Lumber prices skyrocket during pandemic, metro-Richmond feeling impacts

Lumber prices have skyrocketed 180% since the spring 2020, according to the National...
Lumber prices have skyrocketed 180% since the spring 2020, according to the National Association of Home Builders(NBC12)
Updated: Apr. 20, 2021 at 11:27 PM EDT
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RICHMOND, Va. (WWBT) - With the price of lumber skyrocketing since the start of the COVID-19 pandemic, families hoping to build a new single-family home in the metro-Richmond area are feeling the impacts.

According to the National Association of Home Builders, lumber prices have jumped 180% since last spring, however, one thing has not decreased – the demand to build homes.

Most construction has not slowed down across metro-Richmond as a result of the COVID-19 pandemic.

“We haven’t missed a day,” said Chris Rightmyer, the lead foreman with Rightmyer Construction.

Rightmyer said the demand for home improvements is alive in a time where more people are working from home.

“People who have gone out and bought things have realized a 2x4 is $10 where it was $3 a year ago,” he added.

“Lumber is one of the largest cost increases that we’re seeing year over year,” said Craig Toalson, Chief Executive Officer of the Home Builders Association of Virginia.

On average, Toalson said a single-family new build is costing roughly $25,000 more these days due to lumber prices.

The reason – supply and demand.

“I don’t want to make it that simple but when COVID hit last March, the lumber mills and manufacturers were all disrupted and they slowed supply, but demand skyrocketed,” Toalson said.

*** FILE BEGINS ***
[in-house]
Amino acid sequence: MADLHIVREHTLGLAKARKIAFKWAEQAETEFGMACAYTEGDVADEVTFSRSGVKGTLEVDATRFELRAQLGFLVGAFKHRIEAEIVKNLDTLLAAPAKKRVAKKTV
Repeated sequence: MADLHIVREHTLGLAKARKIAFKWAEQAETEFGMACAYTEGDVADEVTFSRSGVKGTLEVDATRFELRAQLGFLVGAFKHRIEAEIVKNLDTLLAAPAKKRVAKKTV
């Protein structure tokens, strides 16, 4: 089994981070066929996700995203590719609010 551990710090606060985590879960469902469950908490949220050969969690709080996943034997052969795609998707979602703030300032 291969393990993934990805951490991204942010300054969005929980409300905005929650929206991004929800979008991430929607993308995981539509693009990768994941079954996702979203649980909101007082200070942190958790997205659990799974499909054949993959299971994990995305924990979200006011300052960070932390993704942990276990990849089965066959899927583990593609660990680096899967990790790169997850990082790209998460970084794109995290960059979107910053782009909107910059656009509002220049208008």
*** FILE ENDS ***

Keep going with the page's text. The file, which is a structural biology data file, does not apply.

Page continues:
“The price of plywood a year ago was $8 a sheet and now it’s $38; someone needs that on every job,” Rightmyer added.

It has been slow moving getting these mills back online. Toalson said there are several factors at play.

“If there’s a COVID outbreak at a manufacturing facility, it’s shut down for a period of time, and then you throw in a couple natural disasters – fire, flood, deep freeze in Texas, hurricanes – it’s just extremely disruptive to the supply side.”

Until more mills get back online, customers will be paying more for those construction costs.

“We just tell them you can look up the price of wood,” Rightmyer said. “Our company has given us a two-week price list and it changes every two weeks.”

“Builders work on extremely tight margins and when lumber skyrockets one week it’s very hard for them,” Toalson said. However, Toalson said impacts are felt construction-wide when it comes to prices for appliances, windows and even land.

“What we can try and work on is - this is having a significant impact on housing affordability in our region,” he added. “[We] have [to have] more supply of buildable lots and land for people to buy. That will help drive costs down.”

Economists estimate prices in lumber may start to decrease by this fall, but if a natural disaster happens that could push the timeline back.

Meanwhile, lumber prices are also impacting multifamily builds - tacking on roughly $9,000 to the overall build since April 2020.

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